Note: www.cdegroot.com is in rebuild. Please accept my apologies for broken links, missing stuff, etcetera - more
  Home

Executive Summary: make the switch.

Should you move to digital?

I will not throw lots of technical arguments around here. 20x30cm prints from my digital camera look better than what my Yashica kit with prime lenses ever produced, and I'm quite sure I can print at twice the size without noticeable loss of quality (I'll have some hi-res scans here later on to prove the point). Therefore, as I don't see a quality disadvantage (but that, as always, is a matter of personal judgement), I will talk about the advantages here.

First and foremost, there are no film costs and you can skip printing for most of your images - which makes experimentation essentially for free ('just' your time), and in my book the way to learning photography is to a large extent doing it - trying new things out, experimenting, etcetera. You'll become a better photographer faster with a digital camera.

When shooting, you have immediate feedback on composition and exposure (with a full histogram, comparable to hours of fooling around with a densitometer in your darkroom!) and if your camera can zoom in on displayed pictures, you will also be able to evaluate sharpness and depth-of-field a bit. So leaving the subject and discovering later that exposure was not optimal is something of the past. Furthermore, apart from one-time expenses in storage, bracketing and variations in settings are for free, so there's no reason not to shoot 20 or 30 images of a single subject with different apertures, exposures, and lens distance settings. All in all, chances are much better you will arrive home with that optimal 'negative' necessary for a really nice print.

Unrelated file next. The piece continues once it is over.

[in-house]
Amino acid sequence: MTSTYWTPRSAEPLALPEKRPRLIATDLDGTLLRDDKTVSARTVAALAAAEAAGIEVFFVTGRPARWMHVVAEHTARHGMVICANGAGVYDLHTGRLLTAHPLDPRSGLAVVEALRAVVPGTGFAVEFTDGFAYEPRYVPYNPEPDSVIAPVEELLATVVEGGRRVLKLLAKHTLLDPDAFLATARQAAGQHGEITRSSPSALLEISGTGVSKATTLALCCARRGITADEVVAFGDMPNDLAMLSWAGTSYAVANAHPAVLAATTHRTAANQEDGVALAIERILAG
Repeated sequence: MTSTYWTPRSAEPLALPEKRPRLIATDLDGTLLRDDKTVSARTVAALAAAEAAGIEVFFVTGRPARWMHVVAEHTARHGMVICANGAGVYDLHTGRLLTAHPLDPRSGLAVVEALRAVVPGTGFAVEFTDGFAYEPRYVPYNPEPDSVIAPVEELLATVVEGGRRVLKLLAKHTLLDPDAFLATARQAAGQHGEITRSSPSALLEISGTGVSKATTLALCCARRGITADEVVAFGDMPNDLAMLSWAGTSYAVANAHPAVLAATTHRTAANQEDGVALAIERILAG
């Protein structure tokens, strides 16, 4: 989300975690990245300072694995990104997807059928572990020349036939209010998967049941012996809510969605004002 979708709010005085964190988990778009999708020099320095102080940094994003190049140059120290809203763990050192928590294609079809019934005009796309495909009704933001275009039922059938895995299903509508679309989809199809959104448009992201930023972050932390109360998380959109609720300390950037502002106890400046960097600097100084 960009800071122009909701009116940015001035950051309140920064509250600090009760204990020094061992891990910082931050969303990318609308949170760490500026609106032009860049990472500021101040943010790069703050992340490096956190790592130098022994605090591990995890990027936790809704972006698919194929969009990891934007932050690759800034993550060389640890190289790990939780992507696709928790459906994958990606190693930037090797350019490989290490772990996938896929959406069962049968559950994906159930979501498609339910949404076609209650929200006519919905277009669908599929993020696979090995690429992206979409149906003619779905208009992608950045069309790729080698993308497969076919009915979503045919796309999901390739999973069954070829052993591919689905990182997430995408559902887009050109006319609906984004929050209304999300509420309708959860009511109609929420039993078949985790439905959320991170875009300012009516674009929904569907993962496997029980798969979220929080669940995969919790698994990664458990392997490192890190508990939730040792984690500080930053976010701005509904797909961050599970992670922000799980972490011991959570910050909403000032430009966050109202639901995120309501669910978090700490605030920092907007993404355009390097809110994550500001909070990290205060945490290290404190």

Your "darkroom" operates in full daylight and chances are that you have most of the equipment already. You can 'develop' negatives (by means of RAW conversion) as often as you like with different parameter settings, you can do B&W in a completely new way (you don't need to put that red filter in front of the lens if Photoshop can do that based on a color image just as effectively), you don't need to touch all these chemicals, etcetera. I remember the days I fumbled around in the darkness with some nostalgia, but I am not itching to go back. Furthermore, the only variable cost you have is CD or DVD blanks for backup and paper for printing - and usually paper is reserved for a single final print, not for test strips, test prints, etcetera.

You don't need to collect lists of reprint orders for that birthday party - just throw all the pictures, full-sized, on the web and let people do their own printing or print ordering. You don't need to have your own photo quality printer, even - until now, I'm completely happy with the on-line service of Fuji Digital Imaging and I can pick up the prints next day in the 1 hour shop in my town.


 
Copyright (C)2000-2011 Cees de Groot -- All rights reserved.